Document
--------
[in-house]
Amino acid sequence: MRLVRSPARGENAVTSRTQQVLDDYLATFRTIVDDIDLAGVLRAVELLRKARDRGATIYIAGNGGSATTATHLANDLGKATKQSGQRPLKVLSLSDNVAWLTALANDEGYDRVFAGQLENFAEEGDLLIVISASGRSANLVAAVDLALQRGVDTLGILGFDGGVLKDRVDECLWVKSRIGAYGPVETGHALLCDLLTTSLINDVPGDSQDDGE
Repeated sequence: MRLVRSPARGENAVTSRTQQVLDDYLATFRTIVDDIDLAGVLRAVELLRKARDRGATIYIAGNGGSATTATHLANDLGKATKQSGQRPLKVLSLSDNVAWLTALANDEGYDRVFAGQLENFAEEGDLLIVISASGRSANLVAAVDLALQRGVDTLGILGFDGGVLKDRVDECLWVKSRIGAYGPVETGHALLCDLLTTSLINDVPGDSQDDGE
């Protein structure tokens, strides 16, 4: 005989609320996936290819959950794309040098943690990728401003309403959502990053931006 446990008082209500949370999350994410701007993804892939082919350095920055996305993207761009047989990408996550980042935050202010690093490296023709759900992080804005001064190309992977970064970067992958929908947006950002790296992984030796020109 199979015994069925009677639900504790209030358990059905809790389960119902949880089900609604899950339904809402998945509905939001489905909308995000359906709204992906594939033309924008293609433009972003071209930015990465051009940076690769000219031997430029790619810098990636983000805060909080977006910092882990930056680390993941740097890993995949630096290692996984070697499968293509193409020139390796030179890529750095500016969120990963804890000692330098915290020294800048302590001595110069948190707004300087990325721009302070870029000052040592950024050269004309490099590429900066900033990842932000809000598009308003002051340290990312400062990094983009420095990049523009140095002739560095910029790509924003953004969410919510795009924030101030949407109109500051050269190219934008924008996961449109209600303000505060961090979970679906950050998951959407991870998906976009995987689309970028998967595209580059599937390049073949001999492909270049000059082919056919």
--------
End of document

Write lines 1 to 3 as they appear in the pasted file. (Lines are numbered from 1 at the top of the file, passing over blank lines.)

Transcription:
[in-house]
Amino acid sequence: MRLVRSPARGENAVTSRTQQVLDDYLATFRTIVDDIDLAGVLRAVELLRKARDRGATIYIAGNGGSATTATHLANDLGKATKQSGQRPLKVLSLSDNVAWLTALANDEGYDRVFAGQLENFAEEGDLLIVISASGRSANLVAAVDLALQRGVDTLGILGFDGGVLKDRVDECLWVKSRIGAYGPVETGHALLCDLLTTSLINDVPGDSQDDGE
Repeated sequence: MRLVRSPARGENAVTSRTQQVLDDYLATFRTIVDDIDLAGVLRAVELLRKARDRGATIYIAGNGGSATTATHLANDLGKATKQSGQRPLKVLSLSDNVAWLTALANDEGYDRVFAGQLENFAEEGDLLIVISASGRSANLVAAVDLALQRGVDTLGILGFDGGVLKDRVDECLWVKSRIGAYGPVETGHALLCDLLTTSLINDVPGDSQDDGE